Wales politics

Trust seeks west Wales badger cull 'legal advice'

Image caption The RSPCA says the cull is a "dead-end policy"

The Badger Trust says it will seek legal advice after plans for a badger cull in west Wales were revived.

The assembly government was forced to shelve the cull - part of a plan to deal with bovine TB in cattle - when the Badger Trust won a challenge in the Court of Appeal.

Rural Affairs Minister Elin Jones said she decided to push ahead after fully considering the evidence.

Farming unions welcomed the cull, but it was attacked by conservationists.

Ms Jones also announced new controls to deal with TB in non-bovines, which include camelids - such as llamas and alpacas - goats and deer. Like cattle, they will be slaughtered if found to be infected by TB after tests.

The Badger Trust said it was "deeply disappointed that the Welsh Assembly Government has resurrected its pointless proposal", adding: "The trust will be studying in detail the evidence presented to the minister and will be seeking legal advice."

The new order has been drafted so it applies only to an intensive action area of north Pembrokeshire and neighbouring parts of Ceredigion and Carmarthenshire where the cull will happen.

Stricter controls on cattle have also been introduced as part of the plan to eradicate TB. Compensation for farmers whose livestock test positive has been linked to good practice.

In the last 10 years, £120m has been paid in compensation to Welsh farmers who have lost cattle to TB.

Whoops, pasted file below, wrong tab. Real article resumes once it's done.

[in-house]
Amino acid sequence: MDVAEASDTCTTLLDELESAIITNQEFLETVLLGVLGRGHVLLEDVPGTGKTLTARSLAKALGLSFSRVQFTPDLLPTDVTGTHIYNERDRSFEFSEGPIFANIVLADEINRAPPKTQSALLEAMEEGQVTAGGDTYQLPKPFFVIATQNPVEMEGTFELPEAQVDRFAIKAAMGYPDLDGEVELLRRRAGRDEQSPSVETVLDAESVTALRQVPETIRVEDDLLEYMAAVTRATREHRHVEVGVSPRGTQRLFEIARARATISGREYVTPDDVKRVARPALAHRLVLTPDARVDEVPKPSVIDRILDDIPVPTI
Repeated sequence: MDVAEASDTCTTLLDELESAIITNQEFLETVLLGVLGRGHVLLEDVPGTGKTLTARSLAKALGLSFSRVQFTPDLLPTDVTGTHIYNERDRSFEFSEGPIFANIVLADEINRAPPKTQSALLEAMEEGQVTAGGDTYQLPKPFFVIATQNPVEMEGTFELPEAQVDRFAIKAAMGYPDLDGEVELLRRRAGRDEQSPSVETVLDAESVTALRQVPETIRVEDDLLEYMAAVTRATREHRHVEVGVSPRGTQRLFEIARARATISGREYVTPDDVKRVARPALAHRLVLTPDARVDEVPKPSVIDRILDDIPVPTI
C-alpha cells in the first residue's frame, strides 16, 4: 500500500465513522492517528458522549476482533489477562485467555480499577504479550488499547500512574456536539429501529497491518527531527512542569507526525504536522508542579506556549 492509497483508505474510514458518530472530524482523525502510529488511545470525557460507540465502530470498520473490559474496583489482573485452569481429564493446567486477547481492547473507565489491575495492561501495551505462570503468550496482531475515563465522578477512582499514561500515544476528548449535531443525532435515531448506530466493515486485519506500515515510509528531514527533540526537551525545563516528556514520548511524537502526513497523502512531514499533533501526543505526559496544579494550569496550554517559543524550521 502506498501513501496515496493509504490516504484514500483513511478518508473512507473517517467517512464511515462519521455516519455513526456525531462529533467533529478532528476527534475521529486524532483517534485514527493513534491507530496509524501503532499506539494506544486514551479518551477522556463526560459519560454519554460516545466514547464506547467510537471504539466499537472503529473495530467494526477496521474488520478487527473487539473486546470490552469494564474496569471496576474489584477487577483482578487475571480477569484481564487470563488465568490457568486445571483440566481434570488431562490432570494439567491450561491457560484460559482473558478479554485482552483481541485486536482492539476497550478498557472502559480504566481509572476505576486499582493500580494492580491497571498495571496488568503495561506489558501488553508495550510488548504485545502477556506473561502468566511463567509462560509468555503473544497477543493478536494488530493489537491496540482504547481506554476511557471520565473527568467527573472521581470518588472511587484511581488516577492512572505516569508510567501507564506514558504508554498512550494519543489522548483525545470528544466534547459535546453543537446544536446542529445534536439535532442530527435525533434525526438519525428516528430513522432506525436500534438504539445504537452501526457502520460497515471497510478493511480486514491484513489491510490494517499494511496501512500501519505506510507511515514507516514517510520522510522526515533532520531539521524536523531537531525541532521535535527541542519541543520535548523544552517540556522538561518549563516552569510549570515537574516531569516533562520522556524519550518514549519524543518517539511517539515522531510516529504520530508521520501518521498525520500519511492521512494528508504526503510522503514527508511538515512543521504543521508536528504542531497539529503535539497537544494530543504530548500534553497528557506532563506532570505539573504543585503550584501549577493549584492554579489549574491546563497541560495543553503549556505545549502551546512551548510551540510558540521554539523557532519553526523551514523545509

Ms Jones said: "It's not a decision that any government minister, myself included, takes lightly."

Farming unions NFU Cymru and the FUW both welcomed the move, saying a cull was the best way to tackle bovine TB.

The Pembrokeshire Against the Cull (PAC) group said Ms Jones had "again ignored the science, sound economics, human rights issues and the views of the overwhelming majority of the public".

RSPCA wildlife scientist Colin Booty said the cull was "a dead-end policy in every respect".

Dr Chris Cheeseman, a badger ecologist who has spent more than 30 years looking at TB in badgers, said the announcement was a "depressing but somewhat predictable development".

He told BBC Wales: "I think the Welsh Assembly Government is on a mission to cull badgers and I've come to regard this as politically driven because the science really doesn't support the cull.

"There will be winners and losers - some farms may be prevented from getting TB in their cattle and other farms on the periphery of culled areas will be infected that wouldn't otherwise be infected.

"The vetinary profession are very much in league with the farming community and if we want a dispassionate view, we've got to have a scientist who has no vested interest and is coming at it from a scientific perspective."

If the order is not opposed by AMs it will come into force on 31 March, otherwise there could be a debate and a vote in the Senedd.

The assembly government says it cannot set a date for the start of the cull, and that it is too early to say whether measures to control disease are the reason for a recent improvement in TB figures.

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